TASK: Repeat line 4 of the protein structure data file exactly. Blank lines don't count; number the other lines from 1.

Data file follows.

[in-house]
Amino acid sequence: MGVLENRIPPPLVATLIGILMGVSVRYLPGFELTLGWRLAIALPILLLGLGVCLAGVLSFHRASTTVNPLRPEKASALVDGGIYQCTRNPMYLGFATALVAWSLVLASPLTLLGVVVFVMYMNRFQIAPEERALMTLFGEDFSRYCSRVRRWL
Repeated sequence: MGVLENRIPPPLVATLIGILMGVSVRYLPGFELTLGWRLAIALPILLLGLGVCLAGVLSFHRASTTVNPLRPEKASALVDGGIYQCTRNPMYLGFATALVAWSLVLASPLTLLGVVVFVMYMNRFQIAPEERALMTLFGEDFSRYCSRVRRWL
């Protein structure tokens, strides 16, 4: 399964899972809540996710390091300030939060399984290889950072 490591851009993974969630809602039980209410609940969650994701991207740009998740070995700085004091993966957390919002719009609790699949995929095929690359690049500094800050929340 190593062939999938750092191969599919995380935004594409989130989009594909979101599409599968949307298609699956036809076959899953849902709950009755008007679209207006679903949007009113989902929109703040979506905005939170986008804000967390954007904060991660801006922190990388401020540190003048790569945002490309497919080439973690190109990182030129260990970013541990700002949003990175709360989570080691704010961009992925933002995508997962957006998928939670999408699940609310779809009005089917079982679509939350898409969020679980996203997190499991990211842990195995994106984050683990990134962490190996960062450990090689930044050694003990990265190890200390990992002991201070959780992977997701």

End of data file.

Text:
């Protein structure tokens, strides 16, 4: 399964899972809540996710390091300030939060399984290889950072 490591851009993974969630809602039980209410609940969650994701991207740009998740070995700085004091993966957390919002719009609790699949995929095929690359690049500094800050929340 190593062939999938750092191969599919995380935004594409989130989009594909979101599409599968949307298609699956036809076959899953849902709950009755008007679209207006679903949007009113989902929109703040979506905005939170986008804000967390954007904060991660801006922190990388401020540190003048790569945002490309497919080439973690190109990182030129260990970013541990700002949003990175709360989570080691704010961009992925933002995508997962957006998928939670999408699940609310779809009005089917079982679509939350898409969020679980996203997190499991990211842990195995994106984050683990990134962490190996960062450990090689930044050694003990990265190890200390990992002991201070959780992977997701």